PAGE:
In general, MINERAL FLAT areas provide watershed recharge and runoff that accumulates in downslope reaches as groundwater discharge and surface water accumulation. Wetland hydrology is effectively removed by surface ditches or subsurface tile drainage that directs vertical downward movement in a horizontal direction to the drainage element. Wetland hydrology is also influenced by the surface storage afforded by vegetation and natural surface roughness. This storage is a large part of the water budget, allowing the profile to be re-filled with water which would otherwise run off. In extreme cases, conversion to agriculture can completely remove wetland hydrology.
These soils have either a fragipan at about 24 inches, or an abrupt textural change to silty clay or clay at about 18 inches, or a clayey subsoil that is similar to an abrupt textural change. Fragipans stop most roots, whereas abrupt textural changes impede but do not exclude rooting. The soils were formed under prairie vegetation, and have dark, organic-rich surface horizons. They have silt loam surface horizons, and silty clay to clay subsoils. Parent material is mainly loess. Some soils are underlain with residuum derived from limestone. A seasonal high water table is perched above the fragipan or abrupt textural change during the spring months in most years. Soil series associated with this site include Crestmeade, Gerald, Glensted, Leslie and Rosati.
The accompanying picture of the Glensted series shows a dark silt loam surface horizon over the claypan, a clay horizon that impedes water movement and root penetration. Indicators of seasonal wetness (redoximorphic features) are visible in the lower part of the profile. Photo credit NRCS.
Figure 9. Glensted series
Table 4. Representative soil features
(2) Residuum – limestone
(1) Silt loam
(2) Silty clay loam
|Family particle size||
|Drainage class||Poorly drained to somewhat poorly drained|
|Permeability class||Very slow|
|Soil depth||72 in|
|Surface fragment cover <=3"||Not specified|
|Surface fragment cover >3"||Not specified|
|Available water capacity
|5 – 7 in|
|Calcium carbonate equivalent
|Sodium adsorption ratio
|Soil reaction (1:1 water)
|4.5 – 7.3|
|Subsurface fragment volume <=3"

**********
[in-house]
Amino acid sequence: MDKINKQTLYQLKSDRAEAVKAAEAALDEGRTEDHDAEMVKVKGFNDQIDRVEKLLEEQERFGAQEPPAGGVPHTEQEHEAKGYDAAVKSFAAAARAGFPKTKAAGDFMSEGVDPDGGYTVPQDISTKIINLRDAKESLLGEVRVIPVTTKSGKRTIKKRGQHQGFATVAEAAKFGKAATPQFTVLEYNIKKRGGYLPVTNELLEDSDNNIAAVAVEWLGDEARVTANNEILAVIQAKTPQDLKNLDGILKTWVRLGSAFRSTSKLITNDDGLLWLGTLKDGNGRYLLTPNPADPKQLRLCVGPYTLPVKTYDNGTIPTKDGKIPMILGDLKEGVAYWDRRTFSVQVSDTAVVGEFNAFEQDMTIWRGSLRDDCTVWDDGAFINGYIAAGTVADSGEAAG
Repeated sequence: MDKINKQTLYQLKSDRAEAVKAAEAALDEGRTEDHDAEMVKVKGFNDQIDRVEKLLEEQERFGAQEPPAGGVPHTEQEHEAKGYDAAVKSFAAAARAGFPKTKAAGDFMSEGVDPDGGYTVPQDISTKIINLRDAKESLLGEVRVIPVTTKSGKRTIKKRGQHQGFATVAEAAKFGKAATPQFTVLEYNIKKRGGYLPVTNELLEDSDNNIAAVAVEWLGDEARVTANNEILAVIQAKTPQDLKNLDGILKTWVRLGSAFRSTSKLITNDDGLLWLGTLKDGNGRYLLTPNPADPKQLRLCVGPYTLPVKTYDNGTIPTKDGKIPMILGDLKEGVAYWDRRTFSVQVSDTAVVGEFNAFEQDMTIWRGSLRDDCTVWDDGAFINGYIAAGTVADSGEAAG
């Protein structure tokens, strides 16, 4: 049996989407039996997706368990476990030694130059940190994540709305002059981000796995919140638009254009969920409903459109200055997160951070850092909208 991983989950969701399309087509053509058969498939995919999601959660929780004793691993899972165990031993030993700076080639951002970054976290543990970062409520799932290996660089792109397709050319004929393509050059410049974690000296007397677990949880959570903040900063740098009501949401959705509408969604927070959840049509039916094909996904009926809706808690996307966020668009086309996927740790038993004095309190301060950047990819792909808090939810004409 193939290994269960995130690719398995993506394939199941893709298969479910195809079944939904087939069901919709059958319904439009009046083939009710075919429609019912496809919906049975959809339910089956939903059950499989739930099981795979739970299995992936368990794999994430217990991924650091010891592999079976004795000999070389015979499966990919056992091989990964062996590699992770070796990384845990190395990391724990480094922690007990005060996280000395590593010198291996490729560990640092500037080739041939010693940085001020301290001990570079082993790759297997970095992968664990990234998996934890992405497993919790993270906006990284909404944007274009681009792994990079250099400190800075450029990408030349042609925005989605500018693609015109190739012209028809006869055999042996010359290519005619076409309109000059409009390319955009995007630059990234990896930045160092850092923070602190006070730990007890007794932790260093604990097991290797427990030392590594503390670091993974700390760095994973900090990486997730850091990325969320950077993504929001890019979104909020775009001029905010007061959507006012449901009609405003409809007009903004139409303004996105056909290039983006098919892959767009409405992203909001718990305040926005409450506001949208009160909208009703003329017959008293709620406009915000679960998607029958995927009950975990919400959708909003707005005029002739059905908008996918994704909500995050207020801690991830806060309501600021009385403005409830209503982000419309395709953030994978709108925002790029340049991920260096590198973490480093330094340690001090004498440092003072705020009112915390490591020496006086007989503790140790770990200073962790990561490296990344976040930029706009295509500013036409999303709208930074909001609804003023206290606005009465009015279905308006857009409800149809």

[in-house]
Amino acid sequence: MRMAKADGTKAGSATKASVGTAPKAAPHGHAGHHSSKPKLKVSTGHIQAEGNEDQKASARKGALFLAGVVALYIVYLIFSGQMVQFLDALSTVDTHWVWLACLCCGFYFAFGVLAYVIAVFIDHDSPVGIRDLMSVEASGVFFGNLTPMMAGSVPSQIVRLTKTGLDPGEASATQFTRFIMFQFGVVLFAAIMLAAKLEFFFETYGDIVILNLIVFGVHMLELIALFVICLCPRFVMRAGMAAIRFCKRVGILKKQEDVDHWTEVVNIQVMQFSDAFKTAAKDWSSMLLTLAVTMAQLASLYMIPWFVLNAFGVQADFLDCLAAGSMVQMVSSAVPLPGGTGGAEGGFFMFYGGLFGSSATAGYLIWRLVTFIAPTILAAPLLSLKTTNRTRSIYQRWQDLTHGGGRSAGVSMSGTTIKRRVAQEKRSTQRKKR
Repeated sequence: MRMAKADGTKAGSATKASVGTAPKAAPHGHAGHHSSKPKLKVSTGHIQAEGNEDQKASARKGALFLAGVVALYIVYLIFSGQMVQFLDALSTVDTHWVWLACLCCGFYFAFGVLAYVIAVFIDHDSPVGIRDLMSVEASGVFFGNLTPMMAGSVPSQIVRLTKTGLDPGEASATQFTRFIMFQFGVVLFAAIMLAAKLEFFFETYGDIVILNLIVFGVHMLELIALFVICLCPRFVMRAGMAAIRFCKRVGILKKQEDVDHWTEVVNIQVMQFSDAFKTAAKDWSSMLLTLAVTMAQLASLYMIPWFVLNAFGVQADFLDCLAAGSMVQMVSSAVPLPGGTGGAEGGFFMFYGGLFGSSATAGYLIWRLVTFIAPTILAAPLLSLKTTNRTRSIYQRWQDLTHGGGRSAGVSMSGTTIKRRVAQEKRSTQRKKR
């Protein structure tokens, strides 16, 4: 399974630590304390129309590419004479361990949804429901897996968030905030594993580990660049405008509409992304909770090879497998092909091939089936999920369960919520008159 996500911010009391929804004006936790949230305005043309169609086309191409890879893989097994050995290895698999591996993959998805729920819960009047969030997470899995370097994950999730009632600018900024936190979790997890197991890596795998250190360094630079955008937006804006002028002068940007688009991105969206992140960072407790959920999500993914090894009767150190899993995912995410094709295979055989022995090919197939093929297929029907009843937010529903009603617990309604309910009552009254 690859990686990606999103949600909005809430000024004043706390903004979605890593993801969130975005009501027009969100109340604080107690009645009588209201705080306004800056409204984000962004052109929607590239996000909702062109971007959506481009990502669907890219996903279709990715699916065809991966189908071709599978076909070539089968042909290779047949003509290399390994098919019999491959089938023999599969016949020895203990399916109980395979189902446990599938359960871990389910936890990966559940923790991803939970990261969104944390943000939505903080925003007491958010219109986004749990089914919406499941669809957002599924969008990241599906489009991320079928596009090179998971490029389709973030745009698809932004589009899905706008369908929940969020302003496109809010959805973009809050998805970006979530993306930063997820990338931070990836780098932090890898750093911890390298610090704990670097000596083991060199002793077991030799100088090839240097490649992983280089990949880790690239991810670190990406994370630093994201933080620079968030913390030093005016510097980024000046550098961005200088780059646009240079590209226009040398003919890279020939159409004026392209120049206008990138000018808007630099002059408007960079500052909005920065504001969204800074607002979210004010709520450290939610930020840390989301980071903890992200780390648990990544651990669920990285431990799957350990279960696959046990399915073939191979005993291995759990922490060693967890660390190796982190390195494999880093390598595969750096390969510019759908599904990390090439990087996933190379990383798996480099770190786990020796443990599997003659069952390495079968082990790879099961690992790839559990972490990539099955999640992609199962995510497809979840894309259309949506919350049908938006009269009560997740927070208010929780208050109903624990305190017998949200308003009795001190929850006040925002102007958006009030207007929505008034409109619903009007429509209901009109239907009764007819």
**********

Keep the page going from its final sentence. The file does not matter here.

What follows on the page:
(Depth not specified)
|Subsurface fragment volume >3"
(Depth not specified)
Information contained in this section was developed using historical data, professional experience, field reviews, and scientific studies. The information presented is representative of very complex vegetation communities. Key indicator plants, animals and ecological processes are described to help inform land management decisions. Plant communities will differ across the MLRA because of the naturally occurring variability in weather, soils, and aspect. The Reference Plant Community is not necessarily the management goal. The species lists are representative and are not botanical descriptions of all species occurring, or potentially occurring, on this site. They are not intended to cover every situation or the full range of conditions, species, and responses for the site.
Claypan Summit Prairies were dominated by tallgrass prairie grasses and forbs, but also had a substantial component of wet tolerant sedges. This expanse of grass occurred on upland summit interfluves and divides and was interrupted by shallow drainages whose wetness lessened the influence frequent, intense fires. Here the prairie transitioned into shrubby thickets and savannas with scattered trees. Leadplant and New Jersey tea were typical low growing shrubs that occurred over the site. Unlike most shrubs, these plants are both quite tolerant to fire. Islands of other shrubs such as dogwood, coralberry and Carolina rose were also found on the site.
With little to interrupt fire, this ecological site burned every 1 to 3 years. Fire removed dead plant litter and provided room for a lush growth of prairie vegetation. Fire also kept woody species at bay.
Grazing by native large herbivores, such as bison, elk, and white-tailed deer, also impacted these sites. Their activities would have altered composition and structure of the vegetation. Fuel loads would have been altered by heavy grazing and fire behavior affected, providing for a diversity of structure and composition. The partially wooded draws would have burned less intensely and frequently. During fire free intervals woody species would have increased in abundance and spread out onto the prairie.
Today, Claypan Summit Prairies are nearly extirpated from the region as the former prairies have been converted to intensive agriculture. Few known remnants exist and those remaining are degraded by fire suppression and grazing by domestic livestock.